All Quiet on the Western Front
Uploaded by Admin on Oct 22, 2000
Remarque’s All Quiet on the Western Front, a novel set in World War I, centers around the changes brought by the war onto one young German soldier. During his time in the war, Remarque’s protagonist, Paul Baumer, changes from a rather innocent romantic young man to a hardened and somewhat caustic veteran. The story also focuses on the lives of Baumer’s comrades. They all begin by patriotically marching off to join the army. However, their visions of the glories of war are soon swept away with horror as true friends die in the battlefield. The soldiers go in fresh from school, knowing nothing except the environment of hopeful youth. At nineteen and twenty, they come to a premature and distorted maturity with the war...their only home. Throughout the length of the novel, Paul learns of the hardship war brings. He learns the destructiveness of war.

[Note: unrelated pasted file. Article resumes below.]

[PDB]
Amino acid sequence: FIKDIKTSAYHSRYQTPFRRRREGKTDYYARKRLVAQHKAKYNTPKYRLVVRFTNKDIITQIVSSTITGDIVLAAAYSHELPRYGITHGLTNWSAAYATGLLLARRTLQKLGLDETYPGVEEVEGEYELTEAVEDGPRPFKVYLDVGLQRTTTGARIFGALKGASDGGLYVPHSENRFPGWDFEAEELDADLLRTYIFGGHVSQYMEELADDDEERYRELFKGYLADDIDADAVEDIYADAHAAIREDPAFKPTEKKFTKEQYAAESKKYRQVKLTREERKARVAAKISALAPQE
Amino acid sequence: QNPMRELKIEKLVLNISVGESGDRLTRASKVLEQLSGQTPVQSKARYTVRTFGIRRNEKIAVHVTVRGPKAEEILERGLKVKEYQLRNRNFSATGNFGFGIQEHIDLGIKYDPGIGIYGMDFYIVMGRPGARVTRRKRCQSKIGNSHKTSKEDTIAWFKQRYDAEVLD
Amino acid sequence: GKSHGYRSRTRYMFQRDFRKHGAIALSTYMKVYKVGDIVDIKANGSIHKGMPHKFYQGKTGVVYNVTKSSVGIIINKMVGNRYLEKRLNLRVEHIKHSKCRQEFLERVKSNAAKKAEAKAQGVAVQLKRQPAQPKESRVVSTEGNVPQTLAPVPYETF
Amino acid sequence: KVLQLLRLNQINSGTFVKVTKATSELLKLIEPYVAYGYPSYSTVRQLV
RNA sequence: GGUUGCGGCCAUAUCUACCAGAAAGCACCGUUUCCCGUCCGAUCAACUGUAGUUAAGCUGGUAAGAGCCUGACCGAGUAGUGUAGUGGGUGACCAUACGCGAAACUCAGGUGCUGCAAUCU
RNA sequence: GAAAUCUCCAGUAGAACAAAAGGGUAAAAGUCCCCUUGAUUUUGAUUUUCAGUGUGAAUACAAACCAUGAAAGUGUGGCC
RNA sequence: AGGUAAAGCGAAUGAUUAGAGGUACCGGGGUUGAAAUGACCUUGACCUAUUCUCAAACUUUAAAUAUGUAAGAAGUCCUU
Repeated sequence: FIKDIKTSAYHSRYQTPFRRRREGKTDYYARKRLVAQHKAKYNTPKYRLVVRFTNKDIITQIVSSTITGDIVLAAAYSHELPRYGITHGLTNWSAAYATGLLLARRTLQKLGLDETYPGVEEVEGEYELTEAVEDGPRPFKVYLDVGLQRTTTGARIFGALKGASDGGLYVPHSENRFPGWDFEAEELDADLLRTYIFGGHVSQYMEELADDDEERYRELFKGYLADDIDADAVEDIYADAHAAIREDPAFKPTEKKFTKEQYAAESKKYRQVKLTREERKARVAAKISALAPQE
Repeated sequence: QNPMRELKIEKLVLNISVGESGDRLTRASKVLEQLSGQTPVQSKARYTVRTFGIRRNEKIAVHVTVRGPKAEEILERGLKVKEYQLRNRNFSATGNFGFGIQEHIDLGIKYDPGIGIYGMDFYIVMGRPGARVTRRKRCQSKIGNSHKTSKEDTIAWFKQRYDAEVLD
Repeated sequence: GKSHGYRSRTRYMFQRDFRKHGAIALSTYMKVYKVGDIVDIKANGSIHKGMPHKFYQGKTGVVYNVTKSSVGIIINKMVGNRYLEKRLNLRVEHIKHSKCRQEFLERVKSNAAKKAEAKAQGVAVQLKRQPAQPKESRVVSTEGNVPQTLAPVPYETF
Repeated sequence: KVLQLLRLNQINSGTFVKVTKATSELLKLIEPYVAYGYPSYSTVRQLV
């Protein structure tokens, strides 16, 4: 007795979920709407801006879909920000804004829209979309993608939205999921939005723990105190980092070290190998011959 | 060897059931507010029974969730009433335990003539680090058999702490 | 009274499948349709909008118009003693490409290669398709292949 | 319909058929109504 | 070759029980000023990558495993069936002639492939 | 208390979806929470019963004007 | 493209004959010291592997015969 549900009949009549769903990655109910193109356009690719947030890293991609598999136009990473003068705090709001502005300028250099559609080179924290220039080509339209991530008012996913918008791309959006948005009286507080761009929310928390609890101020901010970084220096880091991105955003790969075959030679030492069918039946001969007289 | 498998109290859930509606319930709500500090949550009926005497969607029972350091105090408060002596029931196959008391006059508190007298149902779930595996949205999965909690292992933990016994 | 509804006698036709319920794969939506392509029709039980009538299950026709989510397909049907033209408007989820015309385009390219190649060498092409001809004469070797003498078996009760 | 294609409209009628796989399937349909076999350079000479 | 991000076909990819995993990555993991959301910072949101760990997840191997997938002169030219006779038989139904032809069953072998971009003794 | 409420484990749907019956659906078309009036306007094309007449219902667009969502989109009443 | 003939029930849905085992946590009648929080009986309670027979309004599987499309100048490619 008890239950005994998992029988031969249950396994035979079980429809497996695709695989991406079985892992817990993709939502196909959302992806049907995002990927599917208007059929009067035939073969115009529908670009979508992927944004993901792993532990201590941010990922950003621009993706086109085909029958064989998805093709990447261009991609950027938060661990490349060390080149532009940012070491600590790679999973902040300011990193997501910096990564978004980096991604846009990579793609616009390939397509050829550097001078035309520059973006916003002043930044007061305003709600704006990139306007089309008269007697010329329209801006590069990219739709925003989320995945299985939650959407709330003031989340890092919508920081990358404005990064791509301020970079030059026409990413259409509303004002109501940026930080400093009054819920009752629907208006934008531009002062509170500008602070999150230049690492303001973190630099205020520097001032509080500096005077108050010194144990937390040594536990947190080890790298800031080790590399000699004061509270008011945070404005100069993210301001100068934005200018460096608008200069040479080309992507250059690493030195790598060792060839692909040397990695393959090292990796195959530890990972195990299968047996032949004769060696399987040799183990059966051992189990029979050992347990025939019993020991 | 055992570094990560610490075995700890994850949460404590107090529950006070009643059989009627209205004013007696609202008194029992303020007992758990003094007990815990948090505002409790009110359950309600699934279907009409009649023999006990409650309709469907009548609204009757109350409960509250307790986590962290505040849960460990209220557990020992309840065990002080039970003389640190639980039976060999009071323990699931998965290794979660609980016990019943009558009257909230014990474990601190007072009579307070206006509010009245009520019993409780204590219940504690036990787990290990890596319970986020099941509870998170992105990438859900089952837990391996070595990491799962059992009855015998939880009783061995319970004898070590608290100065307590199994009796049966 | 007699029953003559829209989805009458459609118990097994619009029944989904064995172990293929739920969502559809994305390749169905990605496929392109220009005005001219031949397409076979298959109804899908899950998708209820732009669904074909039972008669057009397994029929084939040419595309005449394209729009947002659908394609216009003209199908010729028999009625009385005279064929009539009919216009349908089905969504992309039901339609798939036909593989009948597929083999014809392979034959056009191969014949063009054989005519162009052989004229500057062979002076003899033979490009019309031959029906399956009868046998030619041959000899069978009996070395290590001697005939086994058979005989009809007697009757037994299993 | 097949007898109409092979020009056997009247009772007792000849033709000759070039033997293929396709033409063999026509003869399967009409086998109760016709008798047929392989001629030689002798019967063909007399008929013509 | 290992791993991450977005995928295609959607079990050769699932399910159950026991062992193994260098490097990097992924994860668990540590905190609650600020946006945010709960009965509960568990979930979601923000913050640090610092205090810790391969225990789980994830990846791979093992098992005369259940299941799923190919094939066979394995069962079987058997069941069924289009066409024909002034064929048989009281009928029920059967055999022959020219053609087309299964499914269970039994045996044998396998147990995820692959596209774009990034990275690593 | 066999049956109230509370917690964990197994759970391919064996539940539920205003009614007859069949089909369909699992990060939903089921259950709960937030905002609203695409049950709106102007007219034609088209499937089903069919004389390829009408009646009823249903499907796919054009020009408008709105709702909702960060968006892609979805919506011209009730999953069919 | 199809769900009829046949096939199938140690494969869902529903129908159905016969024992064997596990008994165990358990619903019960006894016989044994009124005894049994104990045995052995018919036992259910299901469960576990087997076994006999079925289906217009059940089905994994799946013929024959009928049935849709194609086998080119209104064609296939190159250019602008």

During the course of his experience with war, Baumer disaffiliates himself from those societal icons--parents, elders, school, and religion--that had been the foundation of his pre-enlistment days, in order to mature. His new society, then, becomes the company, his fellow trench soldiers. They are a group who understands the truth as Baumer has experienced it. A period of leave when he visits his hometown is disastrous for Baumer because he realizes that he can not communicate with the people on the home front. His military experiences and the home front settlers’ limited, or nonexistent, understanding of the war do not allow for a discussion. When he arrives home and greetings are exchanged, he realizes immediately that he has nothing to say to his mother. “ We say very little and I am thankful that she asks nothing” (Ch. 7 P.141). The fact that he does not wish to speak with his parents shows Baumer’s movement away from the traditional institution of the family. His mother finally speaks to him and asks, “ was it very bad out there, Paul?” (Ch.7 P. 143) However, Baumer cannot respond to his mother’s question: he understands that the experiences he has had are so overwhelming that “ civilian language”, or any language at all, would be ineffective in describing them. Trying to replicate the experience and horrors of the war via words is impossible, Baumer realizes this and so he lies, and is able to restore his family’s faith in him. Any attempt at telling the truth would, in fact,...